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Dot-sucks really sucks for brands and celebrities

Marketers and celebrities are scrambling to protect their brands from the new dot-sucks and dot-porn domain names before they go live in June 2015.

Taylor Swift has already grabbed taylorswift.porn on ICM Registry, according to a CNN interview of ICM CEO Stuart Lawley. Swift has long been proactive in protecting her brand on the Internet. Her organization had already snapped up unflattering variations of the conventional dot-com domain such as taylorswiftsucks.com, which was registered to her name in August 2011.

Vox Populi Registry Ltd, the administrator of dot-sucks, promotes the domain as a means to “foster debate” and “share opinions”. Dot-sucks, it says on its website, “is designed to help consumers find their voices and allow companies to find the value in criticism.” The domain administrator also says that “each dot-sucks domain has the potential to become an essential part of every organization’s customer relationship management program.”

Association of National Advertisers (ANA) attorney Clark W. Lackert of Reed Smith LLP isn’t convinced. In an association blog, he cites former Sen. Jay Rockefeller’s (D-W.Va.) criticism of dot-sucks as “little more than a predatory shakedown scheme.”

Whether it’s a customer service opportunity or a shakedown, any company that wishes to protect its brand has a lot to juggle. From November 2013 until the end 2015, more than 617 new top level domains, from dot-plumbing to dot-sucks, are being deployed by ICANN, the nonprofit organization that coordinates the unique identifiers on the Internet.

“Before you spend anything [with the domain registrars] to protect your brand, just keeping track of your trademarks [on the internet] is expensive,” says Dan Jaffe, EVP, Government Relations for the ANA.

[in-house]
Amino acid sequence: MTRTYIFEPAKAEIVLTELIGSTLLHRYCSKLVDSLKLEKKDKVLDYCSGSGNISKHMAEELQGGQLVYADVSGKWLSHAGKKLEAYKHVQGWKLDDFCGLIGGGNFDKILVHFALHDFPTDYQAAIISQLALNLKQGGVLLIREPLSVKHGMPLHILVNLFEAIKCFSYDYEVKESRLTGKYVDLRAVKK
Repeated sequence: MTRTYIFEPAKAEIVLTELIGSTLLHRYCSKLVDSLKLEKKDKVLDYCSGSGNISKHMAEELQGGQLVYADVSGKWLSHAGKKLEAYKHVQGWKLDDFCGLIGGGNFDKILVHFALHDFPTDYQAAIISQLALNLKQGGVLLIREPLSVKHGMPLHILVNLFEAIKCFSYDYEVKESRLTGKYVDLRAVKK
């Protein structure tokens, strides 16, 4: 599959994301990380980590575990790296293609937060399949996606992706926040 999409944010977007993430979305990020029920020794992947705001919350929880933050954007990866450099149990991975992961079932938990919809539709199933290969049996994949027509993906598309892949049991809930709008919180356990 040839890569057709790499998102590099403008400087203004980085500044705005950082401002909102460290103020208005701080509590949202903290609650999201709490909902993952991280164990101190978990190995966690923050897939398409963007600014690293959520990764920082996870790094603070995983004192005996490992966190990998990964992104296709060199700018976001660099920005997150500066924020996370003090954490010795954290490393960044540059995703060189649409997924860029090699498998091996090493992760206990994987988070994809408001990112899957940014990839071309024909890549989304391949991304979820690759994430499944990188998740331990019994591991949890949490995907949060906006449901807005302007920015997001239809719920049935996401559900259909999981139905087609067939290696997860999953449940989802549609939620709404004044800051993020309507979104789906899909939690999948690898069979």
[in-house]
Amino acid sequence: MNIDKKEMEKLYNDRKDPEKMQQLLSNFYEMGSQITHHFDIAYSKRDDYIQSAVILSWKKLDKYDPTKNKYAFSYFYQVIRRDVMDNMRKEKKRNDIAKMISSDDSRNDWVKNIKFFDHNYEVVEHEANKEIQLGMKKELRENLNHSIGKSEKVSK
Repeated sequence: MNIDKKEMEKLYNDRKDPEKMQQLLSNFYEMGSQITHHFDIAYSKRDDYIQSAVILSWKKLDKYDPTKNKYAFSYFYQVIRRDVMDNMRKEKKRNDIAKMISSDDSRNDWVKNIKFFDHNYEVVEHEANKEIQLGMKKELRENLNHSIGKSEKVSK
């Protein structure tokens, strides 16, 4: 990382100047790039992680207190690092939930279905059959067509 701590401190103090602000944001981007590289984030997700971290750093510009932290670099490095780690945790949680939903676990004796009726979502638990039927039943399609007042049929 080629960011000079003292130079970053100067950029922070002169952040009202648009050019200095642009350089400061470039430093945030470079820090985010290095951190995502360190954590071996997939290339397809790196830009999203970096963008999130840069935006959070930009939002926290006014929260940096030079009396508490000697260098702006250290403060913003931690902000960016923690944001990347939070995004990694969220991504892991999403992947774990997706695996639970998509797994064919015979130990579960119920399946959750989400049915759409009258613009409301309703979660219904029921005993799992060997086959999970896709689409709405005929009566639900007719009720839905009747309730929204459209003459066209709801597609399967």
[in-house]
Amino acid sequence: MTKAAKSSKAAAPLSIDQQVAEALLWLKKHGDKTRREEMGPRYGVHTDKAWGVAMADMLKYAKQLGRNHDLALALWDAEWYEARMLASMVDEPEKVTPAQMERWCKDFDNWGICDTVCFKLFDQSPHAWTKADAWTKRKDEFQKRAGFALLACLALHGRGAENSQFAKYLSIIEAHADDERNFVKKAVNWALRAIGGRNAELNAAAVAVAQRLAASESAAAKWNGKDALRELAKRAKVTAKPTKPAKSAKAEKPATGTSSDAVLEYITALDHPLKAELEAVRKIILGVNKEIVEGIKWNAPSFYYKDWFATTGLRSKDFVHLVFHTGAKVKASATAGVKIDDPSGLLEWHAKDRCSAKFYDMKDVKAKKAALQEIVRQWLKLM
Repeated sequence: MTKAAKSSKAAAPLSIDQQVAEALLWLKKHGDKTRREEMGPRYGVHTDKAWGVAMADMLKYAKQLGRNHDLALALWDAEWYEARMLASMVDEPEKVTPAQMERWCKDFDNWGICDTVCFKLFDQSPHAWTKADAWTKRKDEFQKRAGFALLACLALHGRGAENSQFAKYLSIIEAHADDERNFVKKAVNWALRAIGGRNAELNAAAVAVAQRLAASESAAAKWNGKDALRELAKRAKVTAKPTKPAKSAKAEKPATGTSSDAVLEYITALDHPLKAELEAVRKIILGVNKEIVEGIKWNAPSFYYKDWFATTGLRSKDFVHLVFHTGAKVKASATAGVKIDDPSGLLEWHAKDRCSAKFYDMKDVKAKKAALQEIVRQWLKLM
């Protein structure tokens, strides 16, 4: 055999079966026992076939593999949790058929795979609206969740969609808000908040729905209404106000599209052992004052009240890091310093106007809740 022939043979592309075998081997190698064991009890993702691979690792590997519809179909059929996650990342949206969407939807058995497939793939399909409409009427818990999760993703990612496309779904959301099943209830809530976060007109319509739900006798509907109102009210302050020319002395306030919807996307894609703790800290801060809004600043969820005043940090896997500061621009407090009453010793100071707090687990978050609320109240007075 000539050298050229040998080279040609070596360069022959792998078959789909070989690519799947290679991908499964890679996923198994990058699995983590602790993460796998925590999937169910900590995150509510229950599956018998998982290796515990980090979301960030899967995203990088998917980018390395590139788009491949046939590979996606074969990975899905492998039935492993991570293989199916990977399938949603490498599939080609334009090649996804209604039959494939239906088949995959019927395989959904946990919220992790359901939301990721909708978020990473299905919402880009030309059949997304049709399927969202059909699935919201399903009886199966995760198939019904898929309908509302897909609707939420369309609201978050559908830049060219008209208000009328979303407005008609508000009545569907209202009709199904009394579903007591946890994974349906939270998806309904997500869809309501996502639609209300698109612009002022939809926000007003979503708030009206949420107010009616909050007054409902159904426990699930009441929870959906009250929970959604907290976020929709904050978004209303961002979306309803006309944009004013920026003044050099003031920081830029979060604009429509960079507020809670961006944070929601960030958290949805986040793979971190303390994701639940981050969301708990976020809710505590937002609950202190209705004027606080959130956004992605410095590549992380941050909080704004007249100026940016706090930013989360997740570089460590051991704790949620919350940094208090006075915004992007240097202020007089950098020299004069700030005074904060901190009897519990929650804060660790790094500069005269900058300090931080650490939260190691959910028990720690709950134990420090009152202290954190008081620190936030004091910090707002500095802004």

Vox Populi has set a suggested price for “mybrand.sucks” type domains at $2,499, effective in the two months before the new web suffix goes live on June 1. These advance domain registrations will only be opened to those that have a trademark registered with the Trademark Clearing House (TMCH) which was set up by ICANN. For $150 a year per domain, brands can register their exact names on the TMCH, but only their exact names, in order to prevent squatters and fraudsters from expropriating their brand identity on the Internet.

For national advertisers with a deep stable of brands to protect, the prospect of shelling out fees for each and every brand to keep it away from dot-sucks is less than appealing. Industry insiders report that even the big advertisers are engaged in a grim sort of marketing triage, focusing their efforts on trademarks that would be the most vulnerable to a rogue dot-sucks website.

A less incendiary domain, dot-gripe, has been around since July 2014. Donuts, the administrator for that domain and the similar dot-wtf, has a service that allows trademark holders block their brand names from being registered at the second level (e.g., secondlevel.sucks) across the hundreds of domains administered by the Oregon-based registrar. Comcast.gripe, for example, has already been locked down by this Donuts service. Vox Populi allows marketers to block domains on an individual basis.